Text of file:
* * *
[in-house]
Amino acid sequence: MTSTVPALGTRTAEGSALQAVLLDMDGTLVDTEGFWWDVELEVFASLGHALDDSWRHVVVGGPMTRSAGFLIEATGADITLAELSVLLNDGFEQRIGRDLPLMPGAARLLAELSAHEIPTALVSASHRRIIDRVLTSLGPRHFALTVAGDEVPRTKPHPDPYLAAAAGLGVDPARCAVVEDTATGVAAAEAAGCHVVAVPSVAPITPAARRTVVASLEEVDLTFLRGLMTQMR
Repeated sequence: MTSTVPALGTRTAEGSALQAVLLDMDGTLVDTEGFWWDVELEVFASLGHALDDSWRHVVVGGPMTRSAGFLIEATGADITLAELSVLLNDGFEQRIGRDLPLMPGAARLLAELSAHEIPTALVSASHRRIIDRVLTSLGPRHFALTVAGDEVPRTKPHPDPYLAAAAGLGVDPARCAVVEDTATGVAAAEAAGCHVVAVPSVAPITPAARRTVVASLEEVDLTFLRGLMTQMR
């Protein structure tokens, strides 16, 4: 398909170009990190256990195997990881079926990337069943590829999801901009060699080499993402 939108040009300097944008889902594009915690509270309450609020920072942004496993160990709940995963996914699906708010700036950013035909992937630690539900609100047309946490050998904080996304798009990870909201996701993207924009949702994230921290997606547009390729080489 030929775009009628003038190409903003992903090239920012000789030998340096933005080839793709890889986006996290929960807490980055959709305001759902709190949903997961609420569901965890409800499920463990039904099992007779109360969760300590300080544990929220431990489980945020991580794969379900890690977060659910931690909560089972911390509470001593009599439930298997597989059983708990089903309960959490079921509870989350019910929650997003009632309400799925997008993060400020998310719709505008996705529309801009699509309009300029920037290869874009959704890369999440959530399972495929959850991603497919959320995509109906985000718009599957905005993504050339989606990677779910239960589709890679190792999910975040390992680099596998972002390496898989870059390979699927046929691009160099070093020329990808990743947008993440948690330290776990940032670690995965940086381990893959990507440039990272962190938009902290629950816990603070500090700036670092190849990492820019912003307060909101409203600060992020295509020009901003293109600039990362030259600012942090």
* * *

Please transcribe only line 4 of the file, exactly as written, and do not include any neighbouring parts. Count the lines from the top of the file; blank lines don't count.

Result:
């Protein structure tokens, strides 16, 4: 398909170009990190256990195997990881079926990337069943590829999801901009060699080499993402 939108040009300097944008889902594009915690509270309450609020920072942004496993160990709940995963996914699906708010700036950013035909992937630690539900609100047309946490050998904080996304798009990870909201996701993207924009949702994230921290997606547009390729080489 030929775009009628003038190409903003992903090239920012000789030998340096933005080839793709890889986006996290929960807490980055959709305001759902709190949903997961609420569901965890409800499920463990039904099992007779109360969760300590300080544990929220431990489980945020991580794969379900890690977060659910931690909560089972911390509470001593009599439930298997597989059983708990089903309960959490079921509870989350019910929650997003009632309400799925997008993060400020998310719709505008996705529309801009699509309009300029920037290869874009959704890369999440959530399972495929959850991603497919959320995509109906985000718009599957905005993504050339989606990677779910239960589709890679190792999910975040390992680099596998972002390496898989870059390979699927046929691009160099070093020329990808990743947008993440948690330290776990940032670690995965940086381990893959990507440039990272962190938009902290629950816990603070500090700036670092190849990492820019912003307060909101409203600060992020295509020009901003293109600039990362030259600012942090």